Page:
Spot the blindspots – things you repeatedly do that aren’t serving you, and identify other parts of your life you may need to detox too – prioritise the people and things you give your energy to.

3. Feel present and connected to the people around you – have meaningful conversations without having to worry about who may be trying to contact you or what’s happening on your Instagram feed.

4. Enjoy your surroundings through your eyes instead of your phone’s camera lens.

5. Boost your IQ – read things that will make you smarter in the time you’d usually use to scroll through you’re instagram feed

6.  Experience nature – being in nature isn’t a pre-requisite for a digital detox but I highly recommend it, barefoot too!

7. Kill comparison – as Theodore Roosevelt once said, ‘comparison is the thief of joy.’  By shutting out all the noise there’s no temptation to think or worry about what other people are doing.

8. Get your creative juices flowing

9. Reduce your exposure to mobile phone radiation

10. Realise that the world won’t fall apart without you.


Are you sold yet?

Don’t worry if you can’t unplug for 7 days.  Even the tiniest tweaks to how you go about your day can make the biggest difference.

I’m making a conscious effort in two areas of my daily routine that are having a real impact:

1. Not being a slave to my messages and devices:  I’m setting aside time each day to check and respond to emails and messages,  instead of getting distracted by them and letting them hijack my day.

2. Treating the beginning and end of each day as sacred, for me this means not checking messages, emails etc until after my morning exercise, this is my  time to focus and ensure I go into the day feeling calm and energised.  And switching off my devices at least one hour before bed and not taking them into my bedroom at night so that it is a place of rest without distraction.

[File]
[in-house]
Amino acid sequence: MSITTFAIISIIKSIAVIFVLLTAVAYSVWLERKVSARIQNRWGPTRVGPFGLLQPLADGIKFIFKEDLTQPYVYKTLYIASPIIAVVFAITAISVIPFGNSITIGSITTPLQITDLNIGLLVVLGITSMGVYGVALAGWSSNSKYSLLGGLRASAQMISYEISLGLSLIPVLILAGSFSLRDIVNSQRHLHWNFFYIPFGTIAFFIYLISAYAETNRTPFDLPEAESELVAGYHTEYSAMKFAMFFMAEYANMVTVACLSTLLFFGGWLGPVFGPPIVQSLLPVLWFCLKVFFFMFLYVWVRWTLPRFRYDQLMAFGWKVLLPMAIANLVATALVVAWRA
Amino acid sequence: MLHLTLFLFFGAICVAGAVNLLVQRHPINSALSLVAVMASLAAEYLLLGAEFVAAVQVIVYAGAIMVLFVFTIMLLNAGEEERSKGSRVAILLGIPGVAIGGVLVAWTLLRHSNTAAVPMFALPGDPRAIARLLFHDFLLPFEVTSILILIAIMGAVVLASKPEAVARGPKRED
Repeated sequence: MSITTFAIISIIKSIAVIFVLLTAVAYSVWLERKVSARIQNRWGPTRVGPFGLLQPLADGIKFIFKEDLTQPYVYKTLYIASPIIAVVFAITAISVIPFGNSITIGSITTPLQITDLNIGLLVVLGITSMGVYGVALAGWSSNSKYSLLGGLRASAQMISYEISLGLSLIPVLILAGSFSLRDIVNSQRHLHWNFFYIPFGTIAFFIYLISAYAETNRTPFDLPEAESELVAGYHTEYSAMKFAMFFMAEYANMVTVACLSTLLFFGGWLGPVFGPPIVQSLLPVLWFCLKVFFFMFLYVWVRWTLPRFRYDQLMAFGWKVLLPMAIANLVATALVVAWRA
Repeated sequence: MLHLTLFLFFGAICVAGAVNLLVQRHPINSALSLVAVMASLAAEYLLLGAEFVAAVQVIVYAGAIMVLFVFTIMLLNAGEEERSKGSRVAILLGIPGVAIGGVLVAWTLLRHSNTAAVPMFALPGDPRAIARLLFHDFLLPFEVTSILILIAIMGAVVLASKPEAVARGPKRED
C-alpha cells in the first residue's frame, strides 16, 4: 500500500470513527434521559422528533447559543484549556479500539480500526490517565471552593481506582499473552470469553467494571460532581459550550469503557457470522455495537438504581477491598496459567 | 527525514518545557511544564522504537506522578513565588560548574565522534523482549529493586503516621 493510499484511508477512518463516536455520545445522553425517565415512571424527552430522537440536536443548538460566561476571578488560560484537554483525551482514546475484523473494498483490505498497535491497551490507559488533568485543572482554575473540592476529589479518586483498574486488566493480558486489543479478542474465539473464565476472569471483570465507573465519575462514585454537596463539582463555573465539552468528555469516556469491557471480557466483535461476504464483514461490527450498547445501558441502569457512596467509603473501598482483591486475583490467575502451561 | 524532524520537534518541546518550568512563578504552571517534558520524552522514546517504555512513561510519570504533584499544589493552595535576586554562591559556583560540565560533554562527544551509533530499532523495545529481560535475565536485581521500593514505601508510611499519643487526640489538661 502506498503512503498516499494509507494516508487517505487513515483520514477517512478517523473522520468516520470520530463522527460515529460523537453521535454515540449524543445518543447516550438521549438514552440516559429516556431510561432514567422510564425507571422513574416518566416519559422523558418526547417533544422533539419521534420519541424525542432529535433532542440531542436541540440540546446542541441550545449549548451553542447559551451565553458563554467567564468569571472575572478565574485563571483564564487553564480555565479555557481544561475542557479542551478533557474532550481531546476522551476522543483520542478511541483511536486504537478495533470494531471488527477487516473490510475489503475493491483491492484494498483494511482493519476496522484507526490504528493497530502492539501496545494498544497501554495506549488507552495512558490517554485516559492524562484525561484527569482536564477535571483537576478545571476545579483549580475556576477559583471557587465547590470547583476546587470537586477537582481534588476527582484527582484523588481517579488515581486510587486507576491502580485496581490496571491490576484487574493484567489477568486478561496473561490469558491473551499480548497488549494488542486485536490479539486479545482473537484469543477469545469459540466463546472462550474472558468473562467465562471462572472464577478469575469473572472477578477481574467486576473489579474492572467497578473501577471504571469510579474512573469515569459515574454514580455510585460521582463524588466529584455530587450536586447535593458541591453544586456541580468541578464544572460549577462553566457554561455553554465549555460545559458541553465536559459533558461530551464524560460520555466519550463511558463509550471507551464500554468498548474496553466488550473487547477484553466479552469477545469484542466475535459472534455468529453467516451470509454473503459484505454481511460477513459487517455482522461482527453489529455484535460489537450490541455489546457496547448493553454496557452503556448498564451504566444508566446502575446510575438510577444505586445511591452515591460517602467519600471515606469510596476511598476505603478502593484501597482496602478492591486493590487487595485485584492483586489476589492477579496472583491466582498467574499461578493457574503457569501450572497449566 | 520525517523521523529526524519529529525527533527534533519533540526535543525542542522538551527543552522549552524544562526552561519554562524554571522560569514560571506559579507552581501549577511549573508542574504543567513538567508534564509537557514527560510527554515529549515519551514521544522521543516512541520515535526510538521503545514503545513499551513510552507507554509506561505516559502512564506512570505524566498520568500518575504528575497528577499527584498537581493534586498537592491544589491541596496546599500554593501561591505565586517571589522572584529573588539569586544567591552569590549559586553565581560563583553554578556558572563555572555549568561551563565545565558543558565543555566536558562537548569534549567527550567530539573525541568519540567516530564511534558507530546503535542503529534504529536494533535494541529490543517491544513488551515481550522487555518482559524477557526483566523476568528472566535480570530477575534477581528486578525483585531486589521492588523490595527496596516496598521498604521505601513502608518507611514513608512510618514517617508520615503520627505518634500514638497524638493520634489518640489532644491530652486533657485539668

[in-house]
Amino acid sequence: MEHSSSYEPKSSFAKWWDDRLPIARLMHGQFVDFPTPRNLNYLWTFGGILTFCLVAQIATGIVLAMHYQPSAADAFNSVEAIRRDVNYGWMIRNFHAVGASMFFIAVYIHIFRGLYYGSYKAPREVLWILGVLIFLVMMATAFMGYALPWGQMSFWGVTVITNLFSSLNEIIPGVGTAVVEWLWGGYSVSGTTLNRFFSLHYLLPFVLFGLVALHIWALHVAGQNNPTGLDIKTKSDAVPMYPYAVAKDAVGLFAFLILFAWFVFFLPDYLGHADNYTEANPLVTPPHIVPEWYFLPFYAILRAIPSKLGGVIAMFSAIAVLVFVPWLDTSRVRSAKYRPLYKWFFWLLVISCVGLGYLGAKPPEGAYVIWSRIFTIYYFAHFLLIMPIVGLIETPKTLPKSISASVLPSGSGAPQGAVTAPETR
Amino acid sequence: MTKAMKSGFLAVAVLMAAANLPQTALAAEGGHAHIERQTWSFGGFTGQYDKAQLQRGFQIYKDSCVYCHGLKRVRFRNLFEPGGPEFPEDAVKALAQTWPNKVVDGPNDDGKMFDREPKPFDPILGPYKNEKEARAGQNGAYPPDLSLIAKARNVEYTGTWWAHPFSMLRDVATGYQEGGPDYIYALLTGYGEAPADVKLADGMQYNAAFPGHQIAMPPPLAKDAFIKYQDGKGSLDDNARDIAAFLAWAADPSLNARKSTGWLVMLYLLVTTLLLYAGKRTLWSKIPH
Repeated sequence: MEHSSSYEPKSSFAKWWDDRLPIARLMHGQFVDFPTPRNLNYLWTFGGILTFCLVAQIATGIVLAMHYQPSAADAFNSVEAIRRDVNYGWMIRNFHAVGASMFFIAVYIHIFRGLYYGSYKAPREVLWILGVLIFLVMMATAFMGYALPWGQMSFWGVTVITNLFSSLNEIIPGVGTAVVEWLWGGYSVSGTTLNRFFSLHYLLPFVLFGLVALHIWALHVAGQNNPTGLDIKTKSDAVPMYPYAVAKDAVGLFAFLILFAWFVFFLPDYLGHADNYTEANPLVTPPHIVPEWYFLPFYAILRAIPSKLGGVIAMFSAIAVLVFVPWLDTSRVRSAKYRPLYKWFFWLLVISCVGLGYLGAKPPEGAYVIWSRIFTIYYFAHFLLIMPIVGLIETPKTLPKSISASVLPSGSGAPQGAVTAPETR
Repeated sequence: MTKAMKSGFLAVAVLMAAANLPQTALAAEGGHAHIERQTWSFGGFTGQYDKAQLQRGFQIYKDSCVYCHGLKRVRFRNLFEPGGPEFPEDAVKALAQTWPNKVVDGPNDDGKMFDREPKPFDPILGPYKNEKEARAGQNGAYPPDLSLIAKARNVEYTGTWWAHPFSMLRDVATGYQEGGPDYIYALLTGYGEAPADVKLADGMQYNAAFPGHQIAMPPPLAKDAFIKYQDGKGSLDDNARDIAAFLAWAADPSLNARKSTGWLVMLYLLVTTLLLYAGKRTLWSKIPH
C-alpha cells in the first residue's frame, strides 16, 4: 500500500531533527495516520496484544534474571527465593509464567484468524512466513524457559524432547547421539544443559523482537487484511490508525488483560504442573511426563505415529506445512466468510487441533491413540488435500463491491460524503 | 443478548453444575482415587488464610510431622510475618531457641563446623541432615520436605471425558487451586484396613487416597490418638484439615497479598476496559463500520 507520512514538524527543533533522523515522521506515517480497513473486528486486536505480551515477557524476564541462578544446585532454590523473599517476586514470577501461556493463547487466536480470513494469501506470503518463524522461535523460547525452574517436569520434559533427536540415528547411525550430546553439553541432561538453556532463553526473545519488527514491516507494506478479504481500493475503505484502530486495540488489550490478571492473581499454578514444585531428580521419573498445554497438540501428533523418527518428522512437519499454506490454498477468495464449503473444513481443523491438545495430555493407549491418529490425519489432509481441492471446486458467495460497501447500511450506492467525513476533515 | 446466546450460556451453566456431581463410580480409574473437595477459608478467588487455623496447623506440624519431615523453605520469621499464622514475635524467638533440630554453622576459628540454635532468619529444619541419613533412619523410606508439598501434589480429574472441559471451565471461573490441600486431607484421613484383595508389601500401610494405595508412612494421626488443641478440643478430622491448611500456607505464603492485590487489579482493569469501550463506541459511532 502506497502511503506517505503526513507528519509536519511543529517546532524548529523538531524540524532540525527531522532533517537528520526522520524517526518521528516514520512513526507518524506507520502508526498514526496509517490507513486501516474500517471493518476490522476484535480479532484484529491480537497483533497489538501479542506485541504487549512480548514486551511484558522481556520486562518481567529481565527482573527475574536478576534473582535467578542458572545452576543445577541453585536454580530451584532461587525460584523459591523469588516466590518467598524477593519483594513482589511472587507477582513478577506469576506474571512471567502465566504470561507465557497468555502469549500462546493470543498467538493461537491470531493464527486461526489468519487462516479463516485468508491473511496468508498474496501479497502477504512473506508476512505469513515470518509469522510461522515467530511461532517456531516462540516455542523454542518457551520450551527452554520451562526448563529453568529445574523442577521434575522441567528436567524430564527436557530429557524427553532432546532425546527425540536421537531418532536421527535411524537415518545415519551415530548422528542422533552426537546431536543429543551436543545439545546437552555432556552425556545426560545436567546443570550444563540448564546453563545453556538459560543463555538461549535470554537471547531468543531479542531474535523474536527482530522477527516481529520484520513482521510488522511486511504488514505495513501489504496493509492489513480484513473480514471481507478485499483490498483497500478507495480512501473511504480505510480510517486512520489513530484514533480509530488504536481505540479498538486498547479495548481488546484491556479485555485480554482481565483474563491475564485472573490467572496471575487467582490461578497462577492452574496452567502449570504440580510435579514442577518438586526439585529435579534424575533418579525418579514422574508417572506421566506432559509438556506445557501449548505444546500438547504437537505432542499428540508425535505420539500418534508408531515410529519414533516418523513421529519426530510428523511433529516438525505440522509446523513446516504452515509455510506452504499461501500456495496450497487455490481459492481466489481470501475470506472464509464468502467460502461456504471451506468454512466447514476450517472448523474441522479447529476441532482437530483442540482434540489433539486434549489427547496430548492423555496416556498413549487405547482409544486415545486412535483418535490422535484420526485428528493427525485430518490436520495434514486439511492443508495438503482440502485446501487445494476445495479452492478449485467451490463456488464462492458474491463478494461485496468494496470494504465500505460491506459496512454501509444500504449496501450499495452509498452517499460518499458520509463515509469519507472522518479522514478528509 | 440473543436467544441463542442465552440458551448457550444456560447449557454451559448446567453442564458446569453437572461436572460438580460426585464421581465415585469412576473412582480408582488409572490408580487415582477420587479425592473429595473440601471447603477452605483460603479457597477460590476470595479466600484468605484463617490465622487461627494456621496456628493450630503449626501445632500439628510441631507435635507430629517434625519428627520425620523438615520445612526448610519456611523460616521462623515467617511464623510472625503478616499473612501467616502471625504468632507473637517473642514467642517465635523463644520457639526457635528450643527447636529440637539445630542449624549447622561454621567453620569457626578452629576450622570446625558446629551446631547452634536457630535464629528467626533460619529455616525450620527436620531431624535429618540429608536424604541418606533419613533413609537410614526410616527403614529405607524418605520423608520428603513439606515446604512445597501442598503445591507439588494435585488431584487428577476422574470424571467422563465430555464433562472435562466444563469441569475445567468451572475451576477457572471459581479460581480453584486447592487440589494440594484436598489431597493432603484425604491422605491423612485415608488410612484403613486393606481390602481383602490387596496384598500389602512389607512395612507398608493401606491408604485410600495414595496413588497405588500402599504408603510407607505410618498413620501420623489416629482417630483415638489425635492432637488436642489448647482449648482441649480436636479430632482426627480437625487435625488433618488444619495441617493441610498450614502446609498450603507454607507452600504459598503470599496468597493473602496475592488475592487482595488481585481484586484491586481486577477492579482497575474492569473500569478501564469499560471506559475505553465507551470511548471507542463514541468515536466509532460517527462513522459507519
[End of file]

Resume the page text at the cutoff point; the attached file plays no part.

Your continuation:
Sure, not every day goes like this. But the days that do are the days that I am the most productive, well rested and best equipped to tackle any challenges that come my way.


Do you have any ideas or suggestions to add?  I’d love to hear them in the comments below.


Zara is a healthy home coach and keynote speaker on a mission to empower 1 million people to takes steps towards a healthier home. Zara learned about the link between our homes and our health after going through two different types of cancer. Zara is passionate about shining the spotlight on what she believes to be the least understood health challenges of our time, and sharing the things she wishes she had known, that could have prevented the illnesses she has been through. Recognised as one of Australia’s leading health influencers, Zara was a finalist in the 2014 Bupa Health Influencer of the Year Awards. She has appeared on TEN News, Today Show and The Project, been featured in the Herald Sun, I Quit Sugar, and contributed Medibank’s Be. Magazine and Fairfax health online publications. Zara contributed to the National Breast Cancer Foundation’s first comprehensive report on breast cancer in young women in Australia.